The 411 Music Top Five 07.10.12: The Top Five Artists of the 1990s
Posted by Jeremy Thomas on 07.10.2012
From Nirvana and Red Hot Chili Peppers to Pearl Jam, Notorious B.I.G. and more, the 411 staff ranks their top 5 artists of the 1990s!
THE TOP 5 ARTISTS OF THE 1990s
This is the decade that I truly discovered music in many of its disparate and wide ranging forms. My teenage years were largely spent inhaling music from all over, though admittedly it was British and American indie that received the most attention. I could list hundreds of bands, some mainstream, some more obscure, that were important to me across the 90's for a multitude of reasons but this is a Top 5, not a Top As Many As You Can Think Of (I wish it were the latter, there were so many other bands I wanted to include). The 90's was a decade that exploded musically into so many genres as well, so obviously some of you will no doubt be disappointed that your favorite has not been included. That's why we have the comments section, so you can offer alternative opinions and explain why, though it does appear to be used mostly for ‘your opinion is different to mine, you are the king of fail', each to their own I guess. I just ask that you be respectful of my choices, which in all honesty have changed a number of times over the last week as I thought about who to include, and why I have included them. These are not necessarily going to be the best bands but the ones that meant the most to me at the time, and still do.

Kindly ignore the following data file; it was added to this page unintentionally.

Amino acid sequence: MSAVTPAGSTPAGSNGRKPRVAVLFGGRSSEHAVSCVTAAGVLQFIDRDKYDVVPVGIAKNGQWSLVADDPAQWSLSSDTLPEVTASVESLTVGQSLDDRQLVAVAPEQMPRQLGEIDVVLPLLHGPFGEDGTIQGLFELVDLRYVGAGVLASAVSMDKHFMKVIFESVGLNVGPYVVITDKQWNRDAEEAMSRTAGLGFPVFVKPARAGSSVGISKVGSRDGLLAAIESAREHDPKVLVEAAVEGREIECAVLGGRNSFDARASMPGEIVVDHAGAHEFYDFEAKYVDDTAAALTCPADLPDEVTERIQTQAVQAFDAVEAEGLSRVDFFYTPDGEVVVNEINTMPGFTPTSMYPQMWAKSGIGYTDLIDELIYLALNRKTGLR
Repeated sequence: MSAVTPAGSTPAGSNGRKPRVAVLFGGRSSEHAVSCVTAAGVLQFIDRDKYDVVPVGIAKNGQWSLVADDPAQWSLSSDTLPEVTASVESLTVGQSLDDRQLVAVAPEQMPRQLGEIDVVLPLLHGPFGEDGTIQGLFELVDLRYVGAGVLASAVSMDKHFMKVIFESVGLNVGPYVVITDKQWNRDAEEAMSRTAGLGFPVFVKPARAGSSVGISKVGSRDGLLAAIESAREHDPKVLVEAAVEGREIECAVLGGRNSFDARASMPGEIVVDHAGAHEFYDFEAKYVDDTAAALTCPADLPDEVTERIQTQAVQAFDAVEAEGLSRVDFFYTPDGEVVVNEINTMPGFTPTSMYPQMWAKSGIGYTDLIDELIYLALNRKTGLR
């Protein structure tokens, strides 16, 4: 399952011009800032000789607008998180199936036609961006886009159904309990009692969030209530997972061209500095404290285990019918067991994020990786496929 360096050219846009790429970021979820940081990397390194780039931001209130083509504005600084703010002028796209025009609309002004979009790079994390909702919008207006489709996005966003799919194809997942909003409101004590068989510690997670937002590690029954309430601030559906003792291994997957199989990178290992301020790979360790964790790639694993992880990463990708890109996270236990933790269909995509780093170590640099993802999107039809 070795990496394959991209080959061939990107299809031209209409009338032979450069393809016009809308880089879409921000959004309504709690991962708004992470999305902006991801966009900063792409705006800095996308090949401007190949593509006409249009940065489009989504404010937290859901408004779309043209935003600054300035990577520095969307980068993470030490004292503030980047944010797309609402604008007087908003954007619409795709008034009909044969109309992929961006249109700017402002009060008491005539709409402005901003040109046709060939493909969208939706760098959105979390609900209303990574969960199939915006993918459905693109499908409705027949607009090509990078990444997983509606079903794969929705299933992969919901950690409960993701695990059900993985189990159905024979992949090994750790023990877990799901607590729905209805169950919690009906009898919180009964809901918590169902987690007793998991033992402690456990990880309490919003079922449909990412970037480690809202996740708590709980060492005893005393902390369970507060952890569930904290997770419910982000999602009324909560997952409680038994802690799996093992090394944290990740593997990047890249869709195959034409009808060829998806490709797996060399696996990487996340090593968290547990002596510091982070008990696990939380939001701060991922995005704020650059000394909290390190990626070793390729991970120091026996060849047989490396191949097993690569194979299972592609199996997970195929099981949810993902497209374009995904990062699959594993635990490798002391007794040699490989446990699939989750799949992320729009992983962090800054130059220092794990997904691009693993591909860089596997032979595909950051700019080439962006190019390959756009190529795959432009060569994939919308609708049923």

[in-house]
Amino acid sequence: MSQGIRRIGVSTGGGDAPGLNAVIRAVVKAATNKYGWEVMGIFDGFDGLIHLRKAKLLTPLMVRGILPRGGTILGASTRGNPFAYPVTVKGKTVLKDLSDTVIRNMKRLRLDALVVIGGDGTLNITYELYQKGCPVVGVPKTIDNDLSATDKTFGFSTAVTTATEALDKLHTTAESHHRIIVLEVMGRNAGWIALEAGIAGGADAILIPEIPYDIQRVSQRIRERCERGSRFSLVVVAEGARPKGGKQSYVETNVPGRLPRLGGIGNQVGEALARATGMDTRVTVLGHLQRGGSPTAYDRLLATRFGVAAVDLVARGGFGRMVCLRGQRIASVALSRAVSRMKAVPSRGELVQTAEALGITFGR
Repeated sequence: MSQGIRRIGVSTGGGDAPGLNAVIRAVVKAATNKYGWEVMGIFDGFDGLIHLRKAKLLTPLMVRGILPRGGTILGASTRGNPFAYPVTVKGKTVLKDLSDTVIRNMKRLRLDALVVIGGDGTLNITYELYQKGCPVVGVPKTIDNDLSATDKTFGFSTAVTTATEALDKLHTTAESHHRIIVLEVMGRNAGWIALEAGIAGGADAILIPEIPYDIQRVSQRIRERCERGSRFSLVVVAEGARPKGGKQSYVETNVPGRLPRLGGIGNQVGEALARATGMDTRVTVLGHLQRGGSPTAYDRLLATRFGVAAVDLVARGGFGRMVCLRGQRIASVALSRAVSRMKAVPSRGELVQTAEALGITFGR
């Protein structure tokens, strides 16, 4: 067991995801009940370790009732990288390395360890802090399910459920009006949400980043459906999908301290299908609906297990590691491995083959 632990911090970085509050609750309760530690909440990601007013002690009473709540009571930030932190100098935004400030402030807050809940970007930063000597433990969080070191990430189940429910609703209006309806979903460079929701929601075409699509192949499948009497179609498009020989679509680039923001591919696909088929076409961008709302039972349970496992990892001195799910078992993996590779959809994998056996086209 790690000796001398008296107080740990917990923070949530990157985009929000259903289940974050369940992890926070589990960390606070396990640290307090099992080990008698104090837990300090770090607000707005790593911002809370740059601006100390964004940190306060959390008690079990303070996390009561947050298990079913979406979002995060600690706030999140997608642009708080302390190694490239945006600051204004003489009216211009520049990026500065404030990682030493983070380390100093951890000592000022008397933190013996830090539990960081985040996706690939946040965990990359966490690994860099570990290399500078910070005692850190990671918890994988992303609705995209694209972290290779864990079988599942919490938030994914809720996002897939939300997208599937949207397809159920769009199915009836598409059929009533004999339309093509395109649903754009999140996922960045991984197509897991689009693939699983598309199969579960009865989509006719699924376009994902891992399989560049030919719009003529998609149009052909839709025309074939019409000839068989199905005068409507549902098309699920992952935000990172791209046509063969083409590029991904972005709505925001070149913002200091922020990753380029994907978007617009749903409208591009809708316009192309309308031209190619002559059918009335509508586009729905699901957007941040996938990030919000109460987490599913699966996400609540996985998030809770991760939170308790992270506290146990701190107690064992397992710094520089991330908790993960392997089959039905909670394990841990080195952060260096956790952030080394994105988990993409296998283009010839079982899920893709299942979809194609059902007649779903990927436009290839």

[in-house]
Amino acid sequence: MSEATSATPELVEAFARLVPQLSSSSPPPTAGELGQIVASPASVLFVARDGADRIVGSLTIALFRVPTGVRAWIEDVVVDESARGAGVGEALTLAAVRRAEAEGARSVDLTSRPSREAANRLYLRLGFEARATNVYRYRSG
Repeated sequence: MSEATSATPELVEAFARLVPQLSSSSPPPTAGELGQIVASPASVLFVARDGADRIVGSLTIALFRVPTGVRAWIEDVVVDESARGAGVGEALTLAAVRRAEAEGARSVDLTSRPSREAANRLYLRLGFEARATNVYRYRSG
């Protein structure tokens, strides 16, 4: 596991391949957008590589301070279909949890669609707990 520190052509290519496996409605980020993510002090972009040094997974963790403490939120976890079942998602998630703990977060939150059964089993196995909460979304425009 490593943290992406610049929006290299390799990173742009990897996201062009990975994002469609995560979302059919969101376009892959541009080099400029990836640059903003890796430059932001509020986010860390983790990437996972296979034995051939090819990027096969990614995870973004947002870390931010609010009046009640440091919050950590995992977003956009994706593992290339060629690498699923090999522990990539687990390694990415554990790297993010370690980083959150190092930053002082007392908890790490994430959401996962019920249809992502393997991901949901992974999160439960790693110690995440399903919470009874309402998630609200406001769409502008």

As with any decade, there are a couple of bands that stand out as being the headline makers and/or main players; I'm talking, of course, about Nirvana and Radiohead. As important as Nirvana were it can be argued that they were simply the most popular exponents of a movement that included a number of equally talented bands and, for me, Radiohead didn't really start to become the influential and groundbreaking group we know today until the late 90's/early 2000's. With that in mind, I will not be writing about them but I fully understand and appreciate why they, for many of you, would be the top 2 picks in the decade.
My first choice is a deeply personal one and one that I fully expect to have 99.9% of you reading and saying, ‘why'd he choose them?', well, I'll tell you. Belly was my first ever live gig; at the Junction in Cambridge in the early ‘90s (support was from The Cranberries, back before they hit the big time, they were rubbish). I'd seen Belly perform "Feed The Tree" on Friday night ‘youth TV' show, The Word and thought they were great. I went out and bought the album, Star and fell in love with Tanya Donnelly's soft vocals as they contrasted with the sharp guitar sound. Such was my enthusiasm that I got a bunch of mates together to go see them. I was blown away by the experience of seeing a band like that live, the rawness of the sound, the proximity of the group to and the interaction with the crowd and of course, the crowd reaction, jumping up and down, dancing and singing along with each of the songs. I was hooked. So, I put Belly in my personal Top 5 for the fact that it was them that opened the gig-going door for me, that and the fact that the music was actually really good and hasn't dated that badly either (I still recommend Star to people today). Hate as much as you like, but this was my band of the ‘90's.
4. Pearl Jam
The other Seattle band. They faced criticism from some of their contemporaries (Kurt Cobain included) for being too commercial and for relying on too many ‘guitar leads' to be classed as an alternative album in the same way Nirvana, Soundgarden etc were. Whatever, they rocked the house. Ten may not have been as groundbreaking musically as Nevermind but it was every bit as good and perhaps even its equal as far as long-term significance goes. It was far from an upbeat record either, covering a number of dark subjects with rip-roaring rock sounds and Vedder's anthemic vocal style.